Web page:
“Make this a transformation story,” a social media expert demands of a young fitness star at the Yard Theatre this summer. “Success stories are aspirational,” he reinforces as the young woman tries to discover her “true” self. Watching Joe Harbot’s unusual play is like spending an hour and a half on Instagram waiting for inspiration to strike. Directed by Cheryl Gallacher the play tackles deeply relevant subjects with a touch of magic that only the theatre can bring.

Upon arrival every member of the audience is given a key on a piece of scratchy string to wear around their neck, a constant reminder that there is an ever-present risk of audience participation. The stage itself is a sandpit. The malleable setting is perfect for this bizarre show, which sees Hannah Traylen play a young woman with a very relatable life that she’s depressingly unhappy with, before she “transforms” herself into an influencer. The mesmerising (and slightly terrifying) Saffron Coomber, the perfectly bonkers Alex Austin and a fascinating young girl played alternatively by Amber Cargill, Lara-Ann Goldbourne and Ariana Williams join Traylen on stage.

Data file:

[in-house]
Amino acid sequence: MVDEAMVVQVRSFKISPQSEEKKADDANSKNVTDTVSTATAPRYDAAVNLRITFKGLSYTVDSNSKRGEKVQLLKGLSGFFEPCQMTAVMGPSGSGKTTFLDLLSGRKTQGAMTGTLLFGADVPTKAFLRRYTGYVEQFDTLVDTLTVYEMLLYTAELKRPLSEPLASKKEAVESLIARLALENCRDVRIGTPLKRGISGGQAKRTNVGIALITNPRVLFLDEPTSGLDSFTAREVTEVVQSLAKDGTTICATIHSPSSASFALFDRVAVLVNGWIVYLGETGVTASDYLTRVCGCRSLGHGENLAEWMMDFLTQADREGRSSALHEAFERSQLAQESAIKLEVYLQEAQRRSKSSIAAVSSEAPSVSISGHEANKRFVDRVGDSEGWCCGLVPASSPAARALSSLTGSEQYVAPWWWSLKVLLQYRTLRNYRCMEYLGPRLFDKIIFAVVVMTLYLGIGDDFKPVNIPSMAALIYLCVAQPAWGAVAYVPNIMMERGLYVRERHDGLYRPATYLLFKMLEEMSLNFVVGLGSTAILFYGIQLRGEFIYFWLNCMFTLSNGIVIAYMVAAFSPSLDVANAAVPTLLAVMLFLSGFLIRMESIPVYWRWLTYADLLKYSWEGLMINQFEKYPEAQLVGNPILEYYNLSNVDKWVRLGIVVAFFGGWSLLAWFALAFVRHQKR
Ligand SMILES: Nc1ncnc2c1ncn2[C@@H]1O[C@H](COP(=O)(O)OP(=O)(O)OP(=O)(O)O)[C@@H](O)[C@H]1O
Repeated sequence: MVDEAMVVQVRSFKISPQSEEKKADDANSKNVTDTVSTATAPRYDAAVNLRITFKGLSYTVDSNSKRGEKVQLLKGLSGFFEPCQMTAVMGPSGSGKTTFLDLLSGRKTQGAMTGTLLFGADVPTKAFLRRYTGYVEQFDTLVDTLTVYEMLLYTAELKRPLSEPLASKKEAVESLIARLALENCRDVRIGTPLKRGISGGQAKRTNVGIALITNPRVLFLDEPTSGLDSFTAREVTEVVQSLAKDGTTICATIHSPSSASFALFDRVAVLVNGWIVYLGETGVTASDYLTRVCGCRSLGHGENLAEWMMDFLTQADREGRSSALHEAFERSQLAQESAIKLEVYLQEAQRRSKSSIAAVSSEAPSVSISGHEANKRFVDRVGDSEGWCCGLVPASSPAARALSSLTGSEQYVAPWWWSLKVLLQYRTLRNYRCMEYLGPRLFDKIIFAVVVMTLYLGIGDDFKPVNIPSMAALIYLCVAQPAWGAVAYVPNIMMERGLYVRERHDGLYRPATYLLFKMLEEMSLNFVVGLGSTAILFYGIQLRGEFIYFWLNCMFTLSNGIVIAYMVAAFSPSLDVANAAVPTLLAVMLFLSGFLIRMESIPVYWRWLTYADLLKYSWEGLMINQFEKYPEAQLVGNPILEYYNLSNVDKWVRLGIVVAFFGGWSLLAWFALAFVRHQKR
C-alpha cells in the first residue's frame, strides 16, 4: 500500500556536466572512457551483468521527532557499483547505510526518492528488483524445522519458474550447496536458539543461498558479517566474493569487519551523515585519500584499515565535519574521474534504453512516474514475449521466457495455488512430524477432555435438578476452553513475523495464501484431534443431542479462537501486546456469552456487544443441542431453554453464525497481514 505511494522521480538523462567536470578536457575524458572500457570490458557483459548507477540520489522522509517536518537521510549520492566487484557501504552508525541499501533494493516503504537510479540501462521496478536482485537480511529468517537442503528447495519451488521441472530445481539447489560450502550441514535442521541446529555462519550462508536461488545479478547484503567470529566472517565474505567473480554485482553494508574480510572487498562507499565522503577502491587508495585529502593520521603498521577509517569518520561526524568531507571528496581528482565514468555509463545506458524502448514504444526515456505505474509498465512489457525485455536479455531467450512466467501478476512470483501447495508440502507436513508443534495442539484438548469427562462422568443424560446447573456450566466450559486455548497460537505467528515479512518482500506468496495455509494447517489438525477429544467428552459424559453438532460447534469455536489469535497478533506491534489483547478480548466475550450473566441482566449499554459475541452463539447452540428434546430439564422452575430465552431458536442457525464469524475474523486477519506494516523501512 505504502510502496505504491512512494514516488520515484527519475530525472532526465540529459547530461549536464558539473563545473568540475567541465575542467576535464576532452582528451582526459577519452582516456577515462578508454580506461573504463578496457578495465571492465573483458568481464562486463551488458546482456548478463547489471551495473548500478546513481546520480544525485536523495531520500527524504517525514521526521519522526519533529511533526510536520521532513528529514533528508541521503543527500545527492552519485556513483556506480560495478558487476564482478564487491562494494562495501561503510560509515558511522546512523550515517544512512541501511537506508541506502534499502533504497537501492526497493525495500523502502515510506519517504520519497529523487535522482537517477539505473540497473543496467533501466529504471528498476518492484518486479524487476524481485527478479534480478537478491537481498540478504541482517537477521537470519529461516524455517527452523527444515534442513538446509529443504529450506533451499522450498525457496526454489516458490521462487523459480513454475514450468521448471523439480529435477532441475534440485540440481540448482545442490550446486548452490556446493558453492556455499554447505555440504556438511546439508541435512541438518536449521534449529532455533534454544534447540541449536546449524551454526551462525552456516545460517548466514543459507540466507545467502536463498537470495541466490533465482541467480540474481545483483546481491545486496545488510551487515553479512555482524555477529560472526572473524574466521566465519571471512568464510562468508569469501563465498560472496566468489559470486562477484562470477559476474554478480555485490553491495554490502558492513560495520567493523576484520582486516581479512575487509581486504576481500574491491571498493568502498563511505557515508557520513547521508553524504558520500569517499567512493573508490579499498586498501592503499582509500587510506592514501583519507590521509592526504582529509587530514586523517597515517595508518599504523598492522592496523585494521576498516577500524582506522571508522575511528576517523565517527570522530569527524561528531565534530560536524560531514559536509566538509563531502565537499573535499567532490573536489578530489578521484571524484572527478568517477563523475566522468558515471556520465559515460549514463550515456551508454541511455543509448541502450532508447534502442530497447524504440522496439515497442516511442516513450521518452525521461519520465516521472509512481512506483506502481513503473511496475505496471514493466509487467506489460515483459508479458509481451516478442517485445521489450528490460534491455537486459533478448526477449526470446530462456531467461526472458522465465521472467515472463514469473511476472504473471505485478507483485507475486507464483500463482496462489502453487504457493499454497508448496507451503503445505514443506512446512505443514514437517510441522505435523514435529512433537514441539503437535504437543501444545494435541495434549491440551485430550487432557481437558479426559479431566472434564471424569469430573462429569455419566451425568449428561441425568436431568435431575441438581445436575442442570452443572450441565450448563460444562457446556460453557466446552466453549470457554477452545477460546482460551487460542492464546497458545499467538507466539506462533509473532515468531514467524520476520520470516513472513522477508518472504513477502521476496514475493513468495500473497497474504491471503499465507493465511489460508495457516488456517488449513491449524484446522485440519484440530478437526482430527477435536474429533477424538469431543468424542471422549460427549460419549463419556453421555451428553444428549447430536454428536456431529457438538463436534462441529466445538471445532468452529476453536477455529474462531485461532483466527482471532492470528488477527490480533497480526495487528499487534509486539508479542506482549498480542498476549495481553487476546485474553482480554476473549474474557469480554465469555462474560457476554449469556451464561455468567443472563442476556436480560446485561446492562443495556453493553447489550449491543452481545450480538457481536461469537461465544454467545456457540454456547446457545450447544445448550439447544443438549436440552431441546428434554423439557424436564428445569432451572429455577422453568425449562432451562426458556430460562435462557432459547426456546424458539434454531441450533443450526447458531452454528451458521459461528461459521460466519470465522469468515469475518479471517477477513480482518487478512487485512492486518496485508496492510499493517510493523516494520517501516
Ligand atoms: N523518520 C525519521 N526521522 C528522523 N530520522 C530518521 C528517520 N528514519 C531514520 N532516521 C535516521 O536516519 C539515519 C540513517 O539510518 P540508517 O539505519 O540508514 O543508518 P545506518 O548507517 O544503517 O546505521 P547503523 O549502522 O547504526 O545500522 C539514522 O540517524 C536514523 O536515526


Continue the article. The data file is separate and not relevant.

The play changes repeatedly and rapidly from a drama to a reality game show, a workout class led by an eight year old to a satirical treasure hunt. For reasons unknown, it even descends into a moment of clapping lunacy. There are lots of things in this play that get laughs, but more out of discomfort that comedy genius. What is on the mark, however, is its analysis and satire of brand deals so-called influencers take on after their “transformations.” Getting there on hard graft, they then sell-out on brand partnerships and affiliate pacts. A New and Better You also offers an interesting exploration of how this constant obsession with appearance, both digital and physical, can impact intimacy in romantic and sexual relationships.

Credit where credit is due, Bethany Wells’ outstanding design of the sandpit set and enchanting prop boxes in combination with Josh Anio Grigg’s music and Jess Bernberg’s sound and lighting design giving this curious production a stunning setting. While the dance breaks often feel utterly random, they’re made entertaining by Seke Chimutengwende’s choreography and the casts’ unbreakable dedication.

There is something funny about this play but perhaps not in the ways the cast and crew intended. Maybe it’s supposed to leave you feeling empowered and concerned, rather than confused, but one thing’s for sure, A New and Better You is like nothing you’ve ever seen before.

A New and Better You is playing The Yard Theatre until 14 July 2018

Photo: Helen Murray